HOSPITAL chiefs have sold one of the controversial smoking shelters — and are now looking at alternative ways to enforce the smoking ban at the Royal Bolton.

Bolton NHS Foundation Trust — which runs the Royal Bolton Hospital — made a dramatic U-turn when it decided not to build smoking shelters in June.

Bosses had held a public vote on whether to build three shelters in a bid to stop people smoking at entrances, with 1,629 people voting in favour of the shelters and 1,580 people against.

Now, one of the three shelters has been sold at its original price — about £1,200 — to an anonymous buyer.

The buyer has also expressed an interest in purchasing another of the shelters but if not they will both be used to cover the pay and display machines on visitor car parks, if planning permission is granted by Bolton Council.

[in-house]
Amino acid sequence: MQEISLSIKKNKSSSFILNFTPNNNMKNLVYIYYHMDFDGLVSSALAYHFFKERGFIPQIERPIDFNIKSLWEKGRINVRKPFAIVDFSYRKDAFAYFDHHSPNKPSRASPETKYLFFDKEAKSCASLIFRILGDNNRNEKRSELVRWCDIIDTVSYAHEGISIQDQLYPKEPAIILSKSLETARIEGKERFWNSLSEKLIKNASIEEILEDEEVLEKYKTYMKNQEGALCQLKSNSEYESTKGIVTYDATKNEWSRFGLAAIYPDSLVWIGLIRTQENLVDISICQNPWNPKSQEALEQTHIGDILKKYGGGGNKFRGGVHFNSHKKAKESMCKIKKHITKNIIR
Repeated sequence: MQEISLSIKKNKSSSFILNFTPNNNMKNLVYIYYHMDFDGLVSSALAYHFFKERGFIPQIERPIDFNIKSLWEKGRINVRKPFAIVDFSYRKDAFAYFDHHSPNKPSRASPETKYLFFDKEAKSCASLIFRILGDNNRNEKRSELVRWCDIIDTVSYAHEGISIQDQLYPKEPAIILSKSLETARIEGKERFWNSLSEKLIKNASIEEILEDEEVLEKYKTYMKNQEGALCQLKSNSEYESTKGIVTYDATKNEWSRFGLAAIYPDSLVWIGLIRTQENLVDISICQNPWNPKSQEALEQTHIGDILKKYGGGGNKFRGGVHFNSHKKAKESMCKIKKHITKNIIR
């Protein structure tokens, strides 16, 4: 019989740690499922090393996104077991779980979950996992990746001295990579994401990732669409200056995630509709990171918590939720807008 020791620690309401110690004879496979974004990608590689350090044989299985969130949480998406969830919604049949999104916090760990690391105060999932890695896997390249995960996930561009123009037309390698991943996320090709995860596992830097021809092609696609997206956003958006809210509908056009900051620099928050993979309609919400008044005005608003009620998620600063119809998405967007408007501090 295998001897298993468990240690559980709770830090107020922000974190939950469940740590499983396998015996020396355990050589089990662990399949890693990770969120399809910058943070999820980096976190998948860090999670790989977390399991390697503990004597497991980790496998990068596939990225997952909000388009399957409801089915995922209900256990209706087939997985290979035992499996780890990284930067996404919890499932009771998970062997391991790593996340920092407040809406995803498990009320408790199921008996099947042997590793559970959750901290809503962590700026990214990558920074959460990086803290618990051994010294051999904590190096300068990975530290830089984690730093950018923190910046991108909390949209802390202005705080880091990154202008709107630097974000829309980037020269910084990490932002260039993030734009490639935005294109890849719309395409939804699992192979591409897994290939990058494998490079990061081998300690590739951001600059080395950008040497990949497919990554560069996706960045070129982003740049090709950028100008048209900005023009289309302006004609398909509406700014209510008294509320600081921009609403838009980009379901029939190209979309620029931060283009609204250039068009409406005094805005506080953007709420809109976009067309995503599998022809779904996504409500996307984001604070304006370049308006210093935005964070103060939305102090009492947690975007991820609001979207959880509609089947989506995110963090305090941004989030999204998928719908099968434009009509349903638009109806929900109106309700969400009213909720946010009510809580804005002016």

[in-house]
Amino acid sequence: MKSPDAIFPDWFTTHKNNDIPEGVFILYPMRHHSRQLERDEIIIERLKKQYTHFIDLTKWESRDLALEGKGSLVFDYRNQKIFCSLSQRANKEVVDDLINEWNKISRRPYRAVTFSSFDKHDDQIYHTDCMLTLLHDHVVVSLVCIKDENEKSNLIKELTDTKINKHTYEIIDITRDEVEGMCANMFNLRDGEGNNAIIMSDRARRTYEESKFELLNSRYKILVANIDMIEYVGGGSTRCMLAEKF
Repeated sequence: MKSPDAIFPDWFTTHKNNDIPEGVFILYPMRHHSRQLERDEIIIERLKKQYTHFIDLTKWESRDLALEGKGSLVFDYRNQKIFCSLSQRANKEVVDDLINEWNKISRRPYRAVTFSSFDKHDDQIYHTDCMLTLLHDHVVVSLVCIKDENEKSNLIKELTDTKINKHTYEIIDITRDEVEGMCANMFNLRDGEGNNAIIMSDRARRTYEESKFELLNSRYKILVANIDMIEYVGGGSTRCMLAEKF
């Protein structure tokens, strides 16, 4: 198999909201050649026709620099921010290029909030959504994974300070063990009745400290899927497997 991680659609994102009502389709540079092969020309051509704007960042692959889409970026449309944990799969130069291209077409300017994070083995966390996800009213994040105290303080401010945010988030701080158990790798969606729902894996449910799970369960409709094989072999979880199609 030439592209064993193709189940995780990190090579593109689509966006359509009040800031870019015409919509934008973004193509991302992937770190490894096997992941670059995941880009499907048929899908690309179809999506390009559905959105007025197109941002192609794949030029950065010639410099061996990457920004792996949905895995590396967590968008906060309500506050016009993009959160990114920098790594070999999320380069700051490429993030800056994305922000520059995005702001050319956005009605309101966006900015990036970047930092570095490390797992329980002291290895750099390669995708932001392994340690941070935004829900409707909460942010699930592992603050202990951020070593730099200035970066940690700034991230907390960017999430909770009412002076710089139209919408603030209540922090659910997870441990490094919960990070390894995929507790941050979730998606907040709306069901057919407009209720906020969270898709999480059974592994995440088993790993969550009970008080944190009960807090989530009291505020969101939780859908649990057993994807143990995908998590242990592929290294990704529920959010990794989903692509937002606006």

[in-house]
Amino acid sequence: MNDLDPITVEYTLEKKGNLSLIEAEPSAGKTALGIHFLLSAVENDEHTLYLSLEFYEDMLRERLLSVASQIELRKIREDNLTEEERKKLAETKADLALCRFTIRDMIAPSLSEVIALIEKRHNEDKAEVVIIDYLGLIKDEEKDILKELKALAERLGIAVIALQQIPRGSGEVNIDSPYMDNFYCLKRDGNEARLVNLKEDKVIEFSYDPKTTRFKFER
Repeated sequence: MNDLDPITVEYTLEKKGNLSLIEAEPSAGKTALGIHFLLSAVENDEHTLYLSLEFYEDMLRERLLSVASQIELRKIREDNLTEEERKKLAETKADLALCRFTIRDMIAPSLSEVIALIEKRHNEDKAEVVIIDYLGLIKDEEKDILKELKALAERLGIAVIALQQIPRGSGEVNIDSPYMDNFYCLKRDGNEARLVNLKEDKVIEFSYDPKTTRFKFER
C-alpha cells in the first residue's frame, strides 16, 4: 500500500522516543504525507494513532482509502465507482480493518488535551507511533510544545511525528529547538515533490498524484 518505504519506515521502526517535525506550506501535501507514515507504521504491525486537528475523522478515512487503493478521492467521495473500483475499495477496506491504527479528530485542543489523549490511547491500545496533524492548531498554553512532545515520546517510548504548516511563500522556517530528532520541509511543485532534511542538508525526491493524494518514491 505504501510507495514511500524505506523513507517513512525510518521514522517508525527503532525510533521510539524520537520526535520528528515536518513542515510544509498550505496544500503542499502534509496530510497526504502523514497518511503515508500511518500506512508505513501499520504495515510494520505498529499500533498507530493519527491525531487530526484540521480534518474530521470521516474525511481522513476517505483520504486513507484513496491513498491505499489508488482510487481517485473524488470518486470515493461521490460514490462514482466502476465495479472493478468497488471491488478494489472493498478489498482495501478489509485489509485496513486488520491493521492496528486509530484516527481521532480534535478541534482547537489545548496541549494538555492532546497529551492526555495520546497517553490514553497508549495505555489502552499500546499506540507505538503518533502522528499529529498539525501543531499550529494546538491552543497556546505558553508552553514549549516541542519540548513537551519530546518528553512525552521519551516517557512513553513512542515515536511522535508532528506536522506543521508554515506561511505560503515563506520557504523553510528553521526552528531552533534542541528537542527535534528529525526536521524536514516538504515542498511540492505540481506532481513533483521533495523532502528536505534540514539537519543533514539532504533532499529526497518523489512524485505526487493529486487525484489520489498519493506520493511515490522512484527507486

Hospital chiefs now say they will work with Public Health at Bolton Council to come up with a new strategy to deter smokers from smoking near the doorway.

Dr Jackie Bene, acting chief executive of Bolton NHS Foundation Trust, said deterrents could include automated reminders not to smoke near doorways.

Dr Bene added: “There has to be some form of deterrent or automated system to remind people not to smoke.

“There is no legislation for us to enforce the ban so we will be looking to increase visual and automated reminders.

“It really was an even split in the vote and we have a duty to those people who didn’t want to put in smoking shelters.”

Health critics say the smoking shelter saga has been a “learning curve” for trust bosses.

Cllr Martin Donaghy, vice chairman of the Health Overview Scrutiny Committee, said: “I am really glad that the hospital did make the right decision in the end and I hope that the campaign they run will be extremely effective for stopping smoking on the hospital grounds.

“I also hope smokers will get the relevant support to help them quit. I think this has been a steep learning curve for the trust.”